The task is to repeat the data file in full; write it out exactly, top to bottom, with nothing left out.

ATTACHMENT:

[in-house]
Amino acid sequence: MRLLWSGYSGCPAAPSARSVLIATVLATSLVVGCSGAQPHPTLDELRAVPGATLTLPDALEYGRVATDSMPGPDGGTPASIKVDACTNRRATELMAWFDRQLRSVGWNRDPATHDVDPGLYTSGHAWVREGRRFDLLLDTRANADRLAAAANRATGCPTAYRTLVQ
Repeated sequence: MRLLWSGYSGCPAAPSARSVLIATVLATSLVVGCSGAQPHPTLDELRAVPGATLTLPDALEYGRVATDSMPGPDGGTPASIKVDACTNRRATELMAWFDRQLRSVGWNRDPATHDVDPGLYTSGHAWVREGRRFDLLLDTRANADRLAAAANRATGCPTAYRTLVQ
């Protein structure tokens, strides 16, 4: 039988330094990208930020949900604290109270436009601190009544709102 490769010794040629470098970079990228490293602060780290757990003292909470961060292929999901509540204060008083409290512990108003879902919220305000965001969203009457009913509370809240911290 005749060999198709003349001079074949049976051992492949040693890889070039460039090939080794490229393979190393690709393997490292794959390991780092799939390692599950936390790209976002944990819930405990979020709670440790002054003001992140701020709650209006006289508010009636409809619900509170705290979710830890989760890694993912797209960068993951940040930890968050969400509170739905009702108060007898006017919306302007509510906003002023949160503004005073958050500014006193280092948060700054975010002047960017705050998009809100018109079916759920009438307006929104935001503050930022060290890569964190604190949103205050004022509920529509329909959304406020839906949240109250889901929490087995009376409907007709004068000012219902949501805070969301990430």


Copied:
[in-house]
Amino acid sequence: MRLLWSGYSGCPAAPSARSVLIATVLATSLVVGCSGAQPHPTLDELRAVPGATLTLPDALEYGRVATDSMPGPDGGTPASIKVDACTNRRATELMAWFDRQLRSVGWNRDPATHDVDPGLYTSGHAWVREGRRFDLLLDTRANADRLAAAANRATGCPTAYRTLVQ
Repeated sequence: MRLLWSGYSGCPAAPSARSVLIATVLATSLVVGCSGAQPHPTLDELRAVPGATLTLPDALEYGRVATDSMPGPDGGTPASIKVDACTNRRATELMAWFDRQLRSVGWNRDPATHDVDPGLYTSGHAWVREGRRFDLLLDTRANADRLAAAANRATGCPTAYRTLVQ
């Protein structure tokens, strides 16, 4: 039988330094990208930020949900604290109270436009601190009544709102 490769010794040629470098970079990228490293602060780290757990003292909470961060292929999901509540204060008083409290512990108003879902919220305000965001969203009457009913509370809240911290 005749060999198709003349001079074949049976051992492949040693890889070039460039090939080794490229393979190393690709393997490292794959390991780092799939390692599950936390790209976002944990819930405990979020709670440790002054003001992140701020709650209006006289508010009636409809619900509170705290979710830890989760890694993912797209960068993951940040930890968050969400509170739905009702108060007898006017919306302007509510906003002023949160503004005073958050500014006193280092948060700054975010002047960017705050998009809100018109079916759920009438307006929104935001503050930022060290890569964190604190949103205050004022509920529509329909959304406020839906949240109250889901929490087995009376409907007709004068000012219902949501805070969301990430």